Storyboxes (story bags or story baskets) are collections of items that correlate to characters or items in a story. The items enhance understanding of characters and events in the story, encouraging tactile exploration and the use of hands, building concepts, and developing language. Hands-on literacy experiences are valuable learning opportunities for students with deafblindness. 

Making Choices

Choice making is a stepping stone to developing more formal literacy skills. Choice making fosters communication and gives students with deafblindness an opportunity to have some control over their lives. Students with deafblindness should have opportunities for making meaningful choices throughout the day in natural environments. At this website, you will find a great choice making procedure that may be helpful when working with your student. 

Provincial Outreach Program for the Early Years

The Provincial Outreach Program for Early Years Literacy (POPEY) is a provincial resource for all students in BC. Our friends at POPEY have many literacy strategies and ideas available on their website. While their literacy menus are not specifically written for students who have different visual and auditory entry points, you may find some of their literacy suggestions relevant, fun, and easy to incorporate into your student's literacy program.  

Shared Reading

Shared Stories are a "promising practice for increasing comprehension for students with limited communication in the literacy of their age group" (Mims, Browder, Baker, Lee, & Spooner, 2009, p. 419). A shared story, also known as a read aloud, is an interactive literacy instruction technique where an adult and student read a story together so the teacher can model good reading skills ("Shared Reading," n.d.).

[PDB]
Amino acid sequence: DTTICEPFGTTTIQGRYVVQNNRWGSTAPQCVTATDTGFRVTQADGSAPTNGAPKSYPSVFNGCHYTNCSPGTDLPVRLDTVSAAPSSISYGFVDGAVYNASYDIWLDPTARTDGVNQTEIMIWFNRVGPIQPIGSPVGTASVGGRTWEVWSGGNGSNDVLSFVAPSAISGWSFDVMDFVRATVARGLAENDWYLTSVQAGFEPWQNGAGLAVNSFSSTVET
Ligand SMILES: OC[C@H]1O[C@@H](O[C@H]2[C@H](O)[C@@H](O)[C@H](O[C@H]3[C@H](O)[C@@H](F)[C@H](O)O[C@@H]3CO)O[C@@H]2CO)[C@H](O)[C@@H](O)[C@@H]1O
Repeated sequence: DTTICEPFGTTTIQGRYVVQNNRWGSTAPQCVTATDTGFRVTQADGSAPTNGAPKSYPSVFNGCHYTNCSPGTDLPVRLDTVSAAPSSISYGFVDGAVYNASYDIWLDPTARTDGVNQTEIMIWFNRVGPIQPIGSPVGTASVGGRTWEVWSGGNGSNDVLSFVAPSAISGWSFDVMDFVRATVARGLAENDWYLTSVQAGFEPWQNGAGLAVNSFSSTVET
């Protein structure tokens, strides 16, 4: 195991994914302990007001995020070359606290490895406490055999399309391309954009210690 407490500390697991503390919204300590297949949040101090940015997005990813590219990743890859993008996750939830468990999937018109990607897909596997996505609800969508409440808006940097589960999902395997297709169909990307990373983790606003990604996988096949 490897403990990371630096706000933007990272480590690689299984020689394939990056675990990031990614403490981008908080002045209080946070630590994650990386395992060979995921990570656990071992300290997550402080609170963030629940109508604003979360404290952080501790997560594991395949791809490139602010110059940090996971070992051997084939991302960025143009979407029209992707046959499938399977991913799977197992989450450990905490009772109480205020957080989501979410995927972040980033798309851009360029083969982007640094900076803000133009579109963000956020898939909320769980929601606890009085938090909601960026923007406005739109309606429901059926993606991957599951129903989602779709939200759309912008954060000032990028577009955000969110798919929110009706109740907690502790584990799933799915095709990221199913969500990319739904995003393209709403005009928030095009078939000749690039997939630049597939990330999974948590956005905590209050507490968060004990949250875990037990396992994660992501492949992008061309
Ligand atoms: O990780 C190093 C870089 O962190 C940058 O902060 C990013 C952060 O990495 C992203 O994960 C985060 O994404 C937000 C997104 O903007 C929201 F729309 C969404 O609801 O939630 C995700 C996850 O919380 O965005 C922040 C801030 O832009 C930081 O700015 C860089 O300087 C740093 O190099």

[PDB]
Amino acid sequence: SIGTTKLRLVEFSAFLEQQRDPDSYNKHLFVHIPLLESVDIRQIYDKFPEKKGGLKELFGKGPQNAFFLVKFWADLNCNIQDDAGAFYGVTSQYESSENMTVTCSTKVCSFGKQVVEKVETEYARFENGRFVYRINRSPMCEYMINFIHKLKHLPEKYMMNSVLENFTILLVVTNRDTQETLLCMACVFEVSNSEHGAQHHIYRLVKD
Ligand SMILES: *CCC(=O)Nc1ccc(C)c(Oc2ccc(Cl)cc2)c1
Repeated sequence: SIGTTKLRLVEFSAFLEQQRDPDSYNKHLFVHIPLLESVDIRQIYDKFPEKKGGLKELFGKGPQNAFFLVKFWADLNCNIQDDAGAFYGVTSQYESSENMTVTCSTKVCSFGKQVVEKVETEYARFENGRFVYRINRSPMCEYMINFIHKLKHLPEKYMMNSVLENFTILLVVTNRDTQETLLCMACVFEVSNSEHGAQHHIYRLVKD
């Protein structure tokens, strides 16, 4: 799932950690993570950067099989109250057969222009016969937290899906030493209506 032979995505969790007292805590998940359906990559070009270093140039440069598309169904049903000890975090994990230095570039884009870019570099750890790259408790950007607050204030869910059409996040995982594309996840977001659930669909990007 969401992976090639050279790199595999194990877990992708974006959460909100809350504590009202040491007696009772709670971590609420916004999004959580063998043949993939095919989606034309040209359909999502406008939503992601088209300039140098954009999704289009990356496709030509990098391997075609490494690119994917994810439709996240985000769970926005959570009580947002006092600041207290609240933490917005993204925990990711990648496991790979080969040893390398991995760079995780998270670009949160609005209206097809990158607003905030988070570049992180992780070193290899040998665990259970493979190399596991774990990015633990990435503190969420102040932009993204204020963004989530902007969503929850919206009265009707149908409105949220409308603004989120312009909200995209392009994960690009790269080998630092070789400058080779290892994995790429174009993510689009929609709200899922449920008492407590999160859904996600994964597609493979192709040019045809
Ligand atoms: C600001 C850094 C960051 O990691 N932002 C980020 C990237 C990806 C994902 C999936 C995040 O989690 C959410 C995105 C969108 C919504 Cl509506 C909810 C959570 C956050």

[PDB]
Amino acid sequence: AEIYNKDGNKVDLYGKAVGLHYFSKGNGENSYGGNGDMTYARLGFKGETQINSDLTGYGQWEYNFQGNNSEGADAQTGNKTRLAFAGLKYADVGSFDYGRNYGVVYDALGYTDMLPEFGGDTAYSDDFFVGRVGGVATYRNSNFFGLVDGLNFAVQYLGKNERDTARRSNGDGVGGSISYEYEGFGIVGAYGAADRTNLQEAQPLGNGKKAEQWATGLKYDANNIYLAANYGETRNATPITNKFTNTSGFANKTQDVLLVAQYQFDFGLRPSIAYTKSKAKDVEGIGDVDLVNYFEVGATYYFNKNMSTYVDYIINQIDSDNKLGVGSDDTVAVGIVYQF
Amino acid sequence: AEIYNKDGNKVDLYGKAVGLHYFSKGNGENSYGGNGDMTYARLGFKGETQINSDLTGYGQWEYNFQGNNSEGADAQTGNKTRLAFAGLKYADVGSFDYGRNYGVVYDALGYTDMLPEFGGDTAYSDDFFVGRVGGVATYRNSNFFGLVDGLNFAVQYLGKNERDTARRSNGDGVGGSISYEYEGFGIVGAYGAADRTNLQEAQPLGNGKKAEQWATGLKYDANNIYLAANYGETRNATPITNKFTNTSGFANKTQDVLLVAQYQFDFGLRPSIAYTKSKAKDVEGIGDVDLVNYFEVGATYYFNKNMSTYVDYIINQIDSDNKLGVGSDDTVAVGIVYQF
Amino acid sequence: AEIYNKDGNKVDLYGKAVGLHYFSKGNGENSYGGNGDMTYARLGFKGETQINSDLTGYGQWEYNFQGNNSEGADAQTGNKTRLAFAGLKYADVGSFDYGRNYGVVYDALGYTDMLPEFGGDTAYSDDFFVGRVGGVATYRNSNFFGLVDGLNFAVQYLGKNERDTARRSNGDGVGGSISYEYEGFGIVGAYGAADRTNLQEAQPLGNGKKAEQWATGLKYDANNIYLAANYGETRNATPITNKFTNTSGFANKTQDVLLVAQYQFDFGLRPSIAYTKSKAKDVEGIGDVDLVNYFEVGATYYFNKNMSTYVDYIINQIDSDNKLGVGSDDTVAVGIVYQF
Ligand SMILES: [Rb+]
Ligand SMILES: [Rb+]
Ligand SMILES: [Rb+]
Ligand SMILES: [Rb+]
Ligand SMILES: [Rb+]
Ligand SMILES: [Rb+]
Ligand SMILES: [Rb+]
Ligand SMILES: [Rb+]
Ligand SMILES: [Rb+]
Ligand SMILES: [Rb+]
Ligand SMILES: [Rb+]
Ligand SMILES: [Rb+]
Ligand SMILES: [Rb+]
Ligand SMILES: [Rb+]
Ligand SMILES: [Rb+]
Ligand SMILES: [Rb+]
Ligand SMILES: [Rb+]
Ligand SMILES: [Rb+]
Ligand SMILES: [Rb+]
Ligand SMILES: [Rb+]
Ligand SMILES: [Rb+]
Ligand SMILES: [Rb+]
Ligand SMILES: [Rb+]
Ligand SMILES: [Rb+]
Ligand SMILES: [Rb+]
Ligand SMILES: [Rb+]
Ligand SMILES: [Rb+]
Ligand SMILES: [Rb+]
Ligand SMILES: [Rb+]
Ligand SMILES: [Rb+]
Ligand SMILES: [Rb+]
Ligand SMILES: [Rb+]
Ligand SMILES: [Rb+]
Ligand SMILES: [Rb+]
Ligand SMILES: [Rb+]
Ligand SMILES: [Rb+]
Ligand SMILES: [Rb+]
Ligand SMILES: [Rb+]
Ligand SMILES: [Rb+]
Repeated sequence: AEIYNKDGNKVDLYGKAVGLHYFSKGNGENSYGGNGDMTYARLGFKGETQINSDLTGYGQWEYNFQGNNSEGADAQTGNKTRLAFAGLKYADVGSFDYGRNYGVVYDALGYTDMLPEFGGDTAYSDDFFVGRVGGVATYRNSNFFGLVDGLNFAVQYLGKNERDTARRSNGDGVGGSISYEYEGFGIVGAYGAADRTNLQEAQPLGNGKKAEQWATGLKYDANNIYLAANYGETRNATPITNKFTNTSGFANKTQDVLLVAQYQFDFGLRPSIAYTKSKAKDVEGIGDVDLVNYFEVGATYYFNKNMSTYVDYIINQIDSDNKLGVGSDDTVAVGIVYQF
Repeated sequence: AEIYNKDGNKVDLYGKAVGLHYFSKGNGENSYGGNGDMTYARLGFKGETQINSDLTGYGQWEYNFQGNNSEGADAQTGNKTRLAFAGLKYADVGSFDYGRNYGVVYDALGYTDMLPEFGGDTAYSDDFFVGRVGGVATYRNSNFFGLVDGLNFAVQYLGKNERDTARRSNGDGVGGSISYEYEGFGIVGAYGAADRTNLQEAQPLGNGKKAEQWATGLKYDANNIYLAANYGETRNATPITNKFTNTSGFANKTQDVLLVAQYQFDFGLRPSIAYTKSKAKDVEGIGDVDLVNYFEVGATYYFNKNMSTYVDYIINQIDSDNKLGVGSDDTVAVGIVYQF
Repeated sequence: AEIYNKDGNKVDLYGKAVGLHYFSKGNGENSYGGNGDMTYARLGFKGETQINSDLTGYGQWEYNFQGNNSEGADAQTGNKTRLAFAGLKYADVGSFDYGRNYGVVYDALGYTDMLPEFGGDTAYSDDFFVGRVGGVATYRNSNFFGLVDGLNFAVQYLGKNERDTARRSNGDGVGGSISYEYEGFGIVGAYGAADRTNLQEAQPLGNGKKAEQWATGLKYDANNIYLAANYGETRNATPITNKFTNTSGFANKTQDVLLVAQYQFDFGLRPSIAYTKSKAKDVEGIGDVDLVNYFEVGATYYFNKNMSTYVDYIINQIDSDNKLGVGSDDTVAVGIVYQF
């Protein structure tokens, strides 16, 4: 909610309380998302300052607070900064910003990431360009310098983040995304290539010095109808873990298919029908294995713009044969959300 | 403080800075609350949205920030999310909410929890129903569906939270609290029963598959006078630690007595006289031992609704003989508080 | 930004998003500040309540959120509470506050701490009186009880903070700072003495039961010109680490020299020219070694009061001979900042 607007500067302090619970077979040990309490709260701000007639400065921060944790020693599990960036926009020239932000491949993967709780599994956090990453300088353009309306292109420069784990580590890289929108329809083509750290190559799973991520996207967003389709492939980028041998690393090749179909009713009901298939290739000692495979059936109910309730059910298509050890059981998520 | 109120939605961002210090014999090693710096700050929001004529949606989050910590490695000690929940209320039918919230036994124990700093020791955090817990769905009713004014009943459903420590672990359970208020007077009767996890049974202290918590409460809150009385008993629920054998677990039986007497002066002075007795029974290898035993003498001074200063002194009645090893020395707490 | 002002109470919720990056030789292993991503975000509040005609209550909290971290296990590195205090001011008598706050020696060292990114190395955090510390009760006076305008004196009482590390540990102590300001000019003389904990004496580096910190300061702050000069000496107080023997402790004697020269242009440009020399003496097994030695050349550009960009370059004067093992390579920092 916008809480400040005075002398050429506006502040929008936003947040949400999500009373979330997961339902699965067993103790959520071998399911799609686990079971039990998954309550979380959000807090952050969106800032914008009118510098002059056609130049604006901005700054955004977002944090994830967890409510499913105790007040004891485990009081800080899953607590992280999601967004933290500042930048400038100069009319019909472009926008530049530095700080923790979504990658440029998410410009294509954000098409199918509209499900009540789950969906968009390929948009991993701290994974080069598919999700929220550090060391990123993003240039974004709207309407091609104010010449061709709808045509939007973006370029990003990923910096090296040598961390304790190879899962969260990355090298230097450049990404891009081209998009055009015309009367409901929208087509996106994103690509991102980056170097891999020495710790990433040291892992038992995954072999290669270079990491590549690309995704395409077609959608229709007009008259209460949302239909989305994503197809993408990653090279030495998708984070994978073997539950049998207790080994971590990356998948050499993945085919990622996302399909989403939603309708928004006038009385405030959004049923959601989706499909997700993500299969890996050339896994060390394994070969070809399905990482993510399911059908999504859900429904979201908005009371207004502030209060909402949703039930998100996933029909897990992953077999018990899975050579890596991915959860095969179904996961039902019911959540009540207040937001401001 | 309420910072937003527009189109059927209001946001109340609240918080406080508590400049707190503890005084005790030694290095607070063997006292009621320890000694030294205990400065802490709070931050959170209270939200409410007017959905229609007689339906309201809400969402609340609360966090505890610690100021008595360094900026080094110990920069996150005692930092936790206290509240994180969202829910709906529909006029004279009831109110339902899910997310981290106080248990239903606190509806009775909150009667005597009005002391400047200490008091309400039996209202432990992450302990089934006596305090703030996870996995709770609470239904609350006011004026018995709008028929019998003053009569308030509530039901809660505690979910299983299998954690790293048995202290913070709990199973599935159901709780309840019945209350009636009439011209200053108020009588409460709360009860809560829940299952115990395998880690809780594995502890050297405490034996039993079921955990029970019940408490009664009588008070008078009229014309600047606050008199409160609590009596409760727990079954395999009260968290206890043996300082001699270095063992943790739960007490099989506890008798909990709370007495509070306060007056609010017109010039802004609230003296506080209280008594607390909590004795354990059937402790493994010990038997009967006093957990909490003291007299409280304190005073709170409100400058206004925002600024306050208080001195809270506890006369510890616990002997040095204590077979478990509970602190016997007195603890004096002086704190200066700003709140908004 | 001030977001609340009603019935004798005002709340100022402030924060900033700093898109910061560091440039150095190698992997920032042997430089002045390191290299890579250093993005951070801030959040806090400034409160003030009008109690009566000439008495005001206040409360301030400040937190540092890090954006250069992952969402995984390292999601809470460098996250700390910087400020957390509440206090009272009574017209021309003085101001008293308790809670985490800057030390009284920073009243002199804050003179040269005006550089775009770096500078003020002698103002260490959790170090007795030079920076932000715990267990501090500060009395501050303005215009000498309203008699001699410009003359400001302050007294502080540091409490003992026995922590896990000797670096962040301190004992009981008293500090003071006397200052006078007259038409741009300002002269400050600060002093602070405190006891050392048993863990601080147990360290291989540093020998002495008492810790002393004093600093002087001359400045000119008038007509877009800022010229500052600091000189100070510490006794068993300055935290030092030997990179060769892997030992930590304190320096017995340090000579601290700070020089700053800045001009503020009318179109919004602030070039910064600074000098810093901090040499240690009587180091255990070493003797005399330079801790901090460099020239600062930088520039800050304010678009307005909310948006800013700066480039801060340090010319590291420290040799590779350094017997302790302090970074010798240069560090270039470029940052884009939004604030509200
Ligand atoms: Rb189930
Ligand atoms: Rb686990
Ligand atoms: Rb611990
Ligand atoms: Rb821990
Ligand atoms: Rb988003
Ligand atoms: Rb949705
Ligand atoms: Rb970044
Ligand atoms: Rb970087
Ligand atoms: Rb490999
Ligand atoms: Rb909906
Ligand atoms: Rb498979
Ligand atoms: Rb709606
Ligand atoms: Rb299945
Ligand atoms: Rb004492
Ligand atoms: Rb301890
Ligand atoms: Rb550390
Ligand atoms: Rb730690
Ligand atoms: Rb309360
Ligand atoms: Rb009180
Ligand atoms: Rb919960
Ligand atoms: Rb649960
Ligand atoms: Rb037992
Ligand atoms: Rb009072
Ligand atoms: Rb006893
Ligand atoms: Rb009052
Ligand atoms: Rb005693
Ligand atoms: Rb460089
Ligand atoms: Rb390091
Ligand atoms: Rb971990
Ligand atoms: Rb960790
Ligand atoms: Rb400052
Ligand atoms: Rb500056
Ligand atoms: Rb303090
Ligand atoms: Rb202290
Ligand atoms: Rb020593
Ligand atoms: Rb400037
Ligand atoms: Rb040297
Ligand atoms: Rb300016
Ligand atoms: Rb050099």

BC Ministry of Education. (n.d.). Education for the 21st century. Retrieved February 27, 2024 

Bruce, S. M., Nelson, C., Perez, A., Stutzman, B., & Barnhill, B. A. (2016). The state of research on communication and literacy in deafblindness. American Annals of the Deaf, 16(4), 424 -443. 

Copeland, S. R. & Keefe, E.G. (2019). Literacy instruction for all students within general education settings. Research and Practice for Persons with Severe Disabilities, 44(3), 143-146.

Cushman, C. (n.d.). Overview of literacy for children and youth who are deafblind. Paths to Literacy. Retrieved April 25, 2024. 

First People's Principles of Learning (n.d.) Learning ultimately supports the well-being of the self, the family, the community, the land, the spirits, and the ancestors. Retrieved February 27, 2024.

First People's Principles of Learning (n.d.) Learning is holistic, reflexive, reflective, experiential, and relational (focused on connectedness, on receiprocal relationships, and a sense of place). Retrieved February 27, 2024

Mims, P. J. Browder, D. M., Baker, J. N., Lee, A., & Spooner, F. (2009). Increasing comprehension of students with significant disabilities and visual impairments during shared stories. Education and Training in Developmental Disabilities, 44(3), 409-420. 

Ruppar, A. L., Gaffney, J. S., & Dymond, S. K. (2015). Influences on teachers' decisions about literacy for secondary students with severe disabilities. Exceptional Children, (81)2, 209-226.